Social games titan absorbs huge chunk of expenses before going public

Zynga revenues fly, but costs pull profits

Zynga’s revenue for the third calendar quarter nearly doubled to reach a new record, but the firm’s exorbitant investments continue to squeeze profits.

For the three months that ended on September 30th, Zynga made $307 million, driven by in-game advertising and virtual goods purchases. That represents year-on-year revenue increase of about 80 per cent for the quarter.

Yet a fourfold surge in development outlay, along with costs related to Zynga’s significant workforce expansion, has hampered profits. Net income fell 54 per cent to $12.5 million, down from $27.2 million last year. That follows a Q2 net profit drop of 90 per cent.

Zynga, which is the biggest western social games company in terms of workforce, revenue and player numbers, is hoping to launch its IPO before Christmas.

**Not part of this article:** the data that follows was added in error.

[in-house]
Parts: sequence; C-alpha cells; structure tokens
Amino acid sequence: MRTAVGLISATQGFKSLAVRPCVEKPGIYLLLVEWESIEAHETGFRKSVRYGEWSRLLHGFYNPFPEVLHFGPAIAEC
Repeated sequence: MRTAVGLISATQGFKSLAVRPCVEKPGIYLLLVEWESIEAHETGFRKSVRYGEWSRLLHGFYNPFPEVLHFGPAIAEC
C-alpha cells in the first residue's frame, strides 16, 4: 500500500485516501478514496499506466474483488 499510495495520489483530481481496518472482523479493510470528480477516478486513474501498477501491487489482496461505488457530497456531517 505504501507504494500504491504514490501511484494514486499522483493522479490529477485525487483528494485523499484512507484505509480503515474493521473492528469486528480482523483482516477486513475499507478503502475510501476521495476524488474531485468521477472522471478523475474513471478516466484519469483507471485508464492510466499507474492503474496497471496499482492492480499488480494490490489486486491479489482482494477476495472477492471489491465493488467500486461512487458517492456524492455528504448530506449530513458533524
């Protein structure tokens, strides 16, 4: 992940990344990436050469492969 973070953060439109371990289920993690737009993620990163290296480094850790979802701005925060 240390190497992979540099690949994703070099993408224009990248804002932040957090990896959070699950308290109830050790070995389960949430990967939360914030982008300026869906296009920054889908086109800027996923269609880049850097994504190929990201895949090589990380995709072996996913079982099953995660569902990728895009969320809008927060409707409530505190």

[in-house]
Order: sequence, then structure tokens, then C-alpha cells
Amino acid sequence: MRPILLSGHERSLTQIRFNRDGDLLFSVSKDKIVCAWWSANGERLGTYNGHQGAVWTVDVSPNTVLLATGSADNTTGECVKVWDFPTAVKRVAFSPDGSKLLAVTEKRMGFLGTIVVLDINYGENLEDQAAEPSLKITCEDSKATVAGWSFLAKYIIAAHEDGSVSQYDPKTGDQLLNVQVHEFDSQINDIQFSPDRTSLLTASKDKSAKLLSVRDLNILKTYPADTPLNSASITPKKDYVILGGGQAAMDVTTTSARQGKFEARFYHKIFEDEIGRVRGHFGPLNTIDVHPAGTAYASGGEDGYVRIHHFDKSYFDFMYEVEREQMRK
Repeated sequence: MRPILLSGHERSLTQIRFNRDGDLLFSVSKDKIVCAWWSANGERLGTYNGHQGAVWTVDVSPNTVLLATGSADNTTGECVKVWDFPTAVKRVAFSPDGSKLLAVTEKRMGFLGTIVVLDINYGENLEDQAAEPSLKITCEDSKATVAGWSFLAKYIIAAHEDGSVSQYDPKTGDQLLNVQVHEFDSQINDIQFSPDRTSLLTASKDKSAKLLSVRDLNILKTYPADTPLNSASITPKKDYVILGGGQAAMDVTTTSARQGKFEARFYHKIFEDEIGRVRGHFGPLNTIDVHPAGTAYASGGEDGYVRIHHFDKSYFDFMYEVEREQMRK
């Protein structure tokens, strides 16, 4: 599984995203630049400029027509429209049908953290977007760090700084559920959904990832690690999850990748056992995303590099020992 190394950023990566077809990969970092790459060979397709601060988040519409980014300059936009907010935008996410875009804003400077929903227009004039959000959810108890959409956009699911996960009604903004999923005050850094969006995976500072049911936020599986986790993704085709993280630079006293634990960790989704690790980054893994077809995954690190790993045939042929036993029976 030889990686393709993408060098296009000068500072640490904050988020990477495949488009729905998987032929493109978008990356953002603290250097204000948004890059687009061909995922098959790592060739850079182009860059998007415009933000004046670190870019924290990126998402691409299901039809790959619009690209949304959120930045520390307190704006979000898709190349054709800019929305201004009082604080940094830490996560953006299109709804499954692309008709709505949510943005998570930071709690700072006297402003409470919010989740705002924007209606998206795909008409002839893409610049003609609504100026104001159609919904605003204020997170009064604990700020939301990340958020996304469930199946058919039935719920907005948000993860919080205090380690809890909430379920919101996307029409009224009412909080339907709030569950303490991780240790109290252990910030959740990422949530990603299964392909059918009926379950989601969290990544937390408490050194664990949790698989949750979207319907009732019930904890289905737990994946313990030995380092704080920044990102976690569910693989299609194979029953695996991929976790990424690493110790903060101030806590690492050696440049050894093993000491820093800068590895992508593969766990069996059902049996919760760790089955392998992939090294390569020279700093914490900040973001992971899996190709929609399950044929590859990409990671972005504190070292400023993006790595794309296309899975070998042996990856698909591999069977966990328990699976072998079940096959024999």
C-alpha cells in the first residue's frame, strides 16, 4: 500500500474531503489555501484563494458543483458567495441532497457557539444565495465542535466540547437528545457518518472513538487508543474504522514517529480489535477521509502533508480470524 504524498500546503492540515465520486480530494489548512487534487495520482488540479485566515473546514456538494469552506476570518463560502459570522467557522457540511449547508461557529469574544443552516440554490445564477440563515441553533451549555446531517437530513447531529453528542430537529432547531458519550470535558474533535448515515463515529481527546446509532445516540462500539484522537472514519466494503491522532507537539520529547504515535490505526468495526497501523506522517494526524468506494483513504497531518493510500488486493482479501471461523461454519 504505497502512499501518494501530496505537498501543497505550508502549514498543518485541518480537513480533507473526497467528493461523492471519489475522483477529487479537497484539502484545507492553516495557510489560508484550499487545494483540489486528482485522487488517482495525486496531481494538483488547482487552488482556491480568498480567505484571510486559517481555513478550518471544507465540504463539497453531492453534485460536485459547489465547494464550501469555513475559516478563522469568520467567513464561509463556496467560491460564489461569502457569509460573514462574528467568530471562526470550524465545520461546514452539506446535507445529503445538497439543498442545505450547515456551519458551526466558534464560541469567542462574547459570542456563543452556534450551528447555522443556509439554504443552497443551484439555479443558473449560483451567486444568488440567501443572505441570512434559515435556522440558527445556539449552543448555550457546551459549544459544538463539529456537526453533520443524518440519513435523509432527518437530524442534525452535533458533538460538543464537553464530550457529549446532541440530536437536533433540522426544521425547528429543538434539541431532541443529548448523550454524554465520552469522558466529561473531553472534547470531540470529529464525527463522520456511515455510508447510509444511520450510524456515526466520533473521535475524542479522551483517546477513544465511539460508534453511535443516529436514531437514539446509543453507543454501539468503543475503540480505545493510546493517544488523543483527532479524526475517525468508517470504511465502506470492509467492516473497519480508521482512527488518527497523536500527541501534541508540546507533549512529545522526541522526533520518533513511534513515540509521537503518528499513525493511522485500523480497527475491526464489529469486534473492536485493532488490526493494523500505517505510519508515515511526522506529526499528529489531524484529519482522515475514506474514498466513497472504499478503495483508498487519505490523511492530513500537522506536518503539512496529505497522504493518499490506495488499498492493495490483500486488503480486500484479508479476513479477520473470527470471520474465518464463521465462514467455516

The firm initially had many Wall Street investors in a craze when its IPO intentions were announced, though wider market turmoil across the US and Europe has clouded the bid. Many investors are only making the safest bets, particularly in bullion.

Zynga recently went on the offensive by showcasing no less than ten social and mobile game projects – a broad project unveiling that it hopes will validate its investment drive. The firm, perhaps intentionally, is absorbing a large chunk of expenses before it goes public.

Yet Zynga’s daily active users fell by around five million since Q2. Monthly active users trimmed 1 million to 227 million.

In a matter of weeks, Zynga will launch CastleVille – a game that will be seen as a pivotal test of endurance for the ‘Ville’ brand. Cityville and Farmville are two of the most popular Facebook games of all time.

The cost of spreading its bets amounted to $114.8 million in the third quarter, treble the amount spent in Q310. Zynga’s payroll has also become a significant factor. By the end of 2009, it had around 600 employees, which jumped to about 1500 a year later. Today the firm employs 2,800 staff across more than a dozen studios around the world.

[Pictured: Zynga CEO Mark Pincus, courtesy of Venturebeat]

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